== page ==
Referring to FIG. 3A, electroetching of the copper layer 102 a is initiated at the process region 220 b when a potential is applied between the contact electrode 209, which is anode, and the process electrode 226, which is cathode. The electrical current passes from the contact electrode 209 to the contact solution 208 and through the contact solution enters the copper layer 102 a at the contact region 220 a. The current then flows in the copper layer 102 a towards the process region 220 b, enters the electroetching solution 224 and flows to the process electrode 226. In this respect, the contact electrode 209 is more anodic than the copper film at the contact region 220 a and the copper film at the process region 220 b is more anodic than the cathode 226. The anodic voltage on the copper film at the process region causes electropolishing or electroetching of the copper in this particular region. The copper removed from the substrate in this region deposits on the process electrode 226. If the solution is formulated to contain complexing agents it is possible that copper complexes to stay in the solution rather than deposit on the process electrode 226. We will, however, continue giving the example of the case where the solution is a standard electroetching solution such as a phosphoric acid solution. The contact electrode 209 is made of an inert material such as Pt or Pt-coated metal, stainless steel, conductive mesh or foam etc., and therefore anodic voltage on this inert electrode cannot remove any material. It may, however, generate bubbles of gas, which can be removed by the flowing solution or by other designs built in the contact unit. One such design is shown in FIG. 3C and it includes a permeable barrier 260 placed over the contact electrode 209. The permeable barrier 260 is porous and it lets the contact solution 208 through. It, however, does not allow the bubbles to go to the substrate surface by guiding them towards a bleed opening 261, which directs them away from the workpiece surface. Similar structure may be used in the process unit also. Another design shown in FIG. 3D is a two-chamber contact container 206 a, which comprises a primary container 206 aa and a secondary container 206 aaa. The contact electrode 209 is placed in the primary container 206 aa, and therefore any bubble that is generated may be diverted away from the substrate surface through the bleed opening 261 a. More complex designs of contact containers and process containers utilizing multi chambers can be used for bubble minimization or elimination.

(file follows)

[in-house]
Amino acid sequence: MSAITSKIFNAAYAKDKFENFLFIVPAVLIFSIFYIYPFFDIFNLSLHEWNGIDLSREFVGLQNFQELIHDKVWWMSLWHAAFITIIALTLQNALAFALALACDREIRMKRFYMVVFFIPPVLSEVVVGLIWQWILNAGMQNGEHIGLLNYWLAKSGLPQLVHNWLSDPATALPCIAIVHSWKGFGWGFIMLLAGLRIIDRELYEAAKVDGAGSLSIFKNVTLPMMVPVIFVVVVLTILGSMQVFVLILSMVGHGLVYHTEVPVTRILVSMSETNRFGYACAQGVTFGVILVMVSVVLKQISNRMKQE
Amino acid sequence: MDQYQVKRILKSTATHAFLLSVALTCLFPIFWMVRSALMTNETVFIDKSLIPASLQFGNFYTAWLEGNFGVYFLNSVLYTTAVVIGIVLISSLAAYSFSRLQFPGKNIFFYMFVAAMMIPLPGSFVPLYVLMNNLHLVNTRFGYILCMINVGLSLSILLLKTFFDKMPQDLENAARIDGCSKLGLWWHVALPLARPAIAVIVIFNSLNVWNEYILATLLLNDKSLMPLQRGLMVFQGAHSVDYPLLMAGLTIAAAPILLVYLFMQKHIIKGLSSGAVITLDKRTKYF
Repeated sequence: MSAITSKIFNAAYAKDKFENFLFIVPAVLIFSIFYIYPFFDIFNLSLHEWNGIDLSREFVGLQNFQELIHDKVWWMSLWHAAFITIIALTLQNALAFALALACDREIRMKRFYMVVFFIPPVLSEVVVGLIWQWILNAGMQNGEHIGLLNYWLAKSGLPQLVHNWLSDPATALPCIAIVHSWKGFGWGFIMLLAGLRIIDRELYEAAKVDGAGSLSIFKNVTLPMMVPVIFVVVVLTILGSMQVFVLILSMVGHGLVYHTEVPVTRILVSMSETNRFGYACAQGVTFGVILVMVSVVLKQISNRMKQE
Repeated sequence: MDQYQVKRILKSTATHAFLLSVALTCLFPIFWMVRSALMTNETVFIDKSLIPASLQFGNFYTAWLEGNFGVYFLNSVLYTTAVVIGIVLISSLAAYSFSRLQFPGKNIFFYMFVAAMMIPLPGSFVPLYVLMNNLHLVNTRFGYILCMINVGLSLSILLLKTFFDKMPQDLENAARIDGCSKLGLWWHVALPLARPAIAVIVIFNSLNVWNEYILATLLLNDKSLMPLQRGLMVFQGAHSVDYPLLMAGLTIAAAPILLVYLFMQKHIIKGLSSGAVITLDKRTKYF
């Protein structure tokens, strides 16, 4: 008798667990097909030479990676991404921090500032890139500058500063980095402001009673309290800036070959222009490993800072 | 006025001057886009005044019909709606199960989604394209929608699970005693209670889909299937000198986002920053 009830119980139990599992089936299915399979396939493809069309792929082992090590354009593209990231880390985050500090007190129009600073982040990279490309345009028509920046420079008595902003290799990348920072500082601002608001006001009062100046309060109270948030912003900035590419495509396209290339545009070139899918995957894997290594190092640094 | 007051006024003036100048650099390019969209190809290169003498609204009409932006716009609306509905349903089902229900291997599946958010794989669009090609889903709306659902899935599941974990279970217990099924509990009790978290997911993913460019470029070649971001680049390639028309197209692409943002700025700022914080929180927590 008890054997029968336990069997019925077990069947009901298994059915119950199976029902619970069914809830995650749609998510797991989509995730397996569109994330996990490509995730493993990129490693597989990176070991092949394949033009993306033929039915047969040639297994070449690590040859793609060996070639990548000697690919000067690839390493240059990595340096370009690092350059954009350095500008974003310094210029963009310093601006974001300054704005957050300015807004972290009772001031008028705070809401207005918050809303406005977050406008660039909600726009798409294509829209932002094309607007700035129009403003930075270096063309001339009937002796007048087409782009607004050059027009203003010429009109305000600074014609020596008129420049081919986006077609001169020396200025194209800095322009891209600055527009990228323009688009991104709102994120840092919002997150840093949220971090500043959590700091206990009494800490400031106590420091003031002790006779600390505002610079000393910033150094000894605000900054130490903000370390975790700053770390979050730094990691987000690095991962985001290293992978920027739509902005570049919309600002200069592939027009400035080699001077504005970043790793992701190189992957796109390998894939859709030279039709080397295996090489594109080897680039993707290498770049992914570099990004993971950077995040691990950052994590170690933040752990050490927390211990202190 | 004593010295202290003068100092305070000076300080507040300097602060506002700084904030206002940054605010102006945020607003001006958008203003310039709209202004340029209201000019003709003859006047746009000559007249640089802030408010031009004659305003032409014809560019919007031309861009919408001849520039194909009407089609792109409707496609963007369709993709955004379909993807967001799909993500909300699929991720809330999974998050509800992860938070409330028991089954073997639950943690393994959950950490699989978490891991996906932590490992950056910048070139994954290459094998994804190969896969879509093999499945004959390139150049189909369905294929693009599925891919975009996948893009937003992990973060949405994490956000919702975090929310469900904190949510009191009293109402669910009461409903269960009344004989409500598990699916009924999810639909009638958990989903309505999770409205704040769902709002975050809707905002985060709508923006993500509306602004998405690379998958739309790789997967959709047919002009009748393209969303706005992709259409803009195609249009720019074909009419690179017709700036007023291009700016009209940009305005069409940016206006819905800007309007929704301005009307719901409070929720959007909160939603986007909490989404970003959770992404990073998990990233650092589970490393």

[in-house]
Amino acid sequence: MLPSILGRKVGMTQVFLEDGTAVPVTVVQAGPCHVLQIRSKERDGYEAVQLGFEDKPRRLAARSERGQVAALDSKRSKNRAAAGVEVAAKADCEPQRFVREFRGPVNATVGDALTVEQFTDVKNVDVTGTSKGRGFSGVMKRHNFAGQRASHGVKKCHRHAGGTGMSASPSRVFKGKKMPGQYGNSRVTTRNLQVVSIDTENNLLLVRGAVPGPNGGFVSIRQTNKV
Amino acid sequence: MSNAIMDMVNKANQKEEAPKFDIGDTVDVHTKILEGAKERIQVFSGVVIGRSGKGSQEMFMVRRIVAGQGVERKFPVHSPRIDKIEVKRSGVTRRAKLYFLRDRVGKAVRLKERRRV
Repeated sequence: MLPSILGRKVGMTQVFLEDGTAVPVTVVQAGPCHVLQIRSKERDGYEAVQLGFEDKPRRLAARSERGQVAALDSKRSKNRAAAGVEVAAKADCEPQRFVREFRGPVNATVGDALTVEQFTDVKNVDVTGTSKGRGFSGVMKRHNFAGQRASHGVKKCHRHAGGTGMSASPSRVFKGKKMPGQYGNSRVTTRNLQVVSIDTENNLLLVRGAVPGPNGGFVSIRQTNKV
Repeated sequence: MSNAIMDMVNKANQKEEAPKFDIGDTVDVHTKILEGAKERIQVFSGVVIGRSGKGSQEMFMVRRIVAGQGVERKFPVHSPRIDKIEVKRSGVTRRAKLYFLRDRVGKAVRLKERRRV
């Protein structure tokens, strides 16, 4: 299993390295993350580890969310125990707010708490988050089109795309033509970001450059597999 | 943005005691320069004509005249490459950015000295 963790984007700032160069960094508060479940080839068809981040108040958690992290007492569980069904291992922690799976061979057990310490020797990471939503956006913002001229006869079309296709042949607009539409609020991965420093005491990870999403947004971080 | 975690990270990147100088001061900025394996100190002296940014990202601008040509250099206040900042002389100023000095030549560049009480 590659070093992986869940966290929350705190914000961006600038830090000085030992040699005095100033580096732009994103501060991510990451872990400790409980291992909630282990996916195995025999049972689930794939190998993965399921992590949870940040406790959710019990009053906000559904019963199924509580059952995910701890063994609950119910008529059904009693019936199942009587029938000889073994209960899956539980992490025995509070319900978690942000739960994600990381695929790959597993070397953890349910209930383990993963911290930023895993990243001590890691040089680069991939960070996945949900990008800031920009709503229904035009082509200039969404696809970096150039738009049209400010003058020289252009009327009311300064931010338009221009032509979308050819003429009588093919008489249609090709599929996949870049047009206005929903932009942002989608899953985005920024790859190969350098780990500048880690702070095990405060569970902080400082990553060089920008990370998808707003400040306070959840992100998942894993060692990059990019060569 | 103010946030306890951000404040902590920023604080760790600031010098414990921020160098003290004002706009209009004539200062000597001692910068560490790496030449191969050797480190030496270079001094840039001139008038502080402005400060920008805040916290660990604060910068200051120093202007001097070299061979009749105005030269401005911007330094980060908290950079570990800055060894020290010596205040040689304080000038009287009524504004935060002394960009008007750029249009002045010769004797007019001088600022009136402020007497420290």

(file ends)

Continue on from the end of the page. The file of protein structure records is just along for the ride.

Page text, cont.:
Referring back to FIG. 3A, since the copper film at the contact region 220 a is more cathodic compared to the contact electrode 209, no copper dissolution is expected in this region. In fact, copper is protected by this cathodic voltage. In this respect, it is important that the contact solution does not contain any ions of materials that can deposit onto the surface of the copper layer and the contact electrode 209 does not contain any material that may be etched or electroetched by the contact solution 208. Therefore, deposition solutions containing ionic species of metals are not suitable for use as a contact solution.